Dr. Mellors is a global leader in the HIV-AIDS research field. His laboratory and translational research programs are at the forefront of efforts to prevent, treat and cure HIV-1 infection. His laboratory has recently shown that most of the reservoir of infectious HIV-1 that persists despite antiretroviral therapy is in clonally-expanded CD4+T-cells. Intense efforts are being directed toward identifying the sites of integration of intact (replication-competent) proviruses in the human genome. In addition, many of the newest immunotherapeutic strategies to cure HIV-1 infection are being tested in his laboratory and through Phase I/II human clinical trials. Examples of such strategies include latency reversing agents (histone deacetylase inhibitors, Toll-like receptor agonists), broadly neutralizing monoclonal antibodies (VRC01 and others), and therapeutic vaccines including dendritic cell-based and viral vectors.
Dr. Mellors’ prior work established the critical relationship between plasma viremia (HIV-1 RNA) and HIV disease progression to AIDS and death. This finding led to the universal use of plasma HIV-1 RNA to estimate prognosis in HIV-1 infection and the optimal time to initiate antiretroviral therapy (ART). His work also contributed to the development and testing of the first antiretroviral combinations that produced sustained suppression of HIV and recovery of CD4+ T-cells that launched the current era of highly-effective combination ART.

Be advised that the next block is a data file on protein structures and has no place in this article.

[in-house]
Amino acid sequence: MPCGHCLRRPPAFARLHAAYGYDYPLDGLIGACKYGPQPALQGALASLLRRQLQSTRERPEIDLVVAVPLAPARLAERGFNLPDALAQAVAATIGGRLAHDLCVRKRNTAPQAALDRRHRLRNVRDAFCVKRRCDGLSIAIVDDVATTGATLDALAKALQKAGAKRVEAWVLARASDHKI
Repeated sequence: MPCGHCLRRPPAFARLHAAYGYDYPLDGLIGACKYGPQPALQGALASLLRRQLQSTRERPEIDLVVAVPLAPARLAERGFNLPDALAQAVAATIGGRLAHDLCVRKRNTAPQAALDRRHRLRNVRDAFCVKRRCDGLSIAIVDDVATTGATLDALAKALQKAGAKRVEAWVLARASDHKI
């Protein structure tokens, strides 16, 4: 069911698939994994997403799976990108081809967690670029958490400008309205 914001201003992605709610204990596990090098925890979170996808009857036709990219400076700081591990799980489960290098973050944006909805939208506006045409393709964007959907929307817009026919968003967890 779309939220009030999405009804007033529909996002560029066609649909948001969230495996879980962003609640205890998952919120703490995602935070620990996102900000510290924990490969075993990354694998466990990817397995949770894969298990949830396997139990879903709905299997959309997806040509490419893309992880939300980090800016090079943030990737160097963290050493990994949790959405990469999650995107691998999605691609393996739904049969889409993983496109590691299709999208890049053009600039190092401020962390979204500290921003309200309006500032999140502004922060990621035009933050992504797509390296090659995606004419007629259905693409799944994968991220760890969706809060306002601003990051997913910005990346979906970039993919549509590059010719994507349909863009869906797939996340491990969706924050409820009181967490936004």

The Mellors laboratory is well balanced and interactive, consisting of graduate and medical students, research specialists, post-doctoral fellows, and junior faculty. Dr. Mellors has mentored many doctoral and medical students who have authored multiple papers and developed successful research careers.
1978 / Dartmouth Medical School / MD
Wiegand A, Spindler J, Hong FF, Shao W, Cyktor JC, Cillo AR, Halvas EK, Coffin JM,Mellors JW, Kearney MF. Single-cell analysis of HIV-1 transcriptional activity reveals expression of proviruses in expanded clones during ART. Proc Natl Acad Sci USA. 2017 May 2;114(18):E3659-E3668. PMID: 28416661. PMCID: PMC5422779.
Bui JK, Sobolewski MD, Keele BF, Spindler J, Musick A, Wiegand A, Luke BT, Shao W, Hughes SH, Coffin JM, Kearney MF,Mellors JW. Proviruses with identical sequences comprise a large fraction of the replication-competent HIV reservoir. PLoS Pathog. 2017 Mar 22;13(3):e1006283. doi: 10.1371/journal.ppat.1006283. PMID: 283228934. PMCID: PMC5378418.
Bui JK, Halvas EK, Fyne E, Sobolewski MD, Koontz D, Shao W, Luke B, Hong FF, Kearney MF,Mellors JW. Ex vivo activation of CD4+ T-cells from donors on suppressive ART can lead to sustained production of infectious HIV-1 from a subset of infected cells. PLoS Pathog. 2017 Feb 22;13(2): e1006230. doi: 10.1371/journal.ppat.1006230. eCollection 2017 Feb. PMID: 28225830. PMCID: PMC5338860.
Gandhi RT, McMahon DK, Bosch RJ, Lalama CM, Cyktor JC, Macatangay BJ, Rinaldo CR, Riddler SA, Hogg E, Godfrey C, Collier AC, Eron JJ,Mellors JW; ACTG A5321 Team. Levels of HIV-1 persistence on antiretroviral therapy are not associated with markers of inflammation or activation. PLoS Pathog. 2017 Apr 20;13(4): e1006285. doi: 10.1371/journal.ppat.1006285. eCollection 2017 Apr. PMID: 28426825. PMCID: PMC5398724.
Cillo AR, Hong F, Tsai A, Irrinki A, Kaur J, Sloan DD, Follen M, Geleziunas R, Cihlar T, Win SS, Murry JP,Mellors JW. Blood biomarkers of expressed and inducible HIV-1. AIDS. 2018 Jan 13. doi: 10.1097/QAD.0000000000001748. [Epub ahead of print] PubMed PMID: 29334544.
A complete list of more than 300 published works can be found in My Bibliography: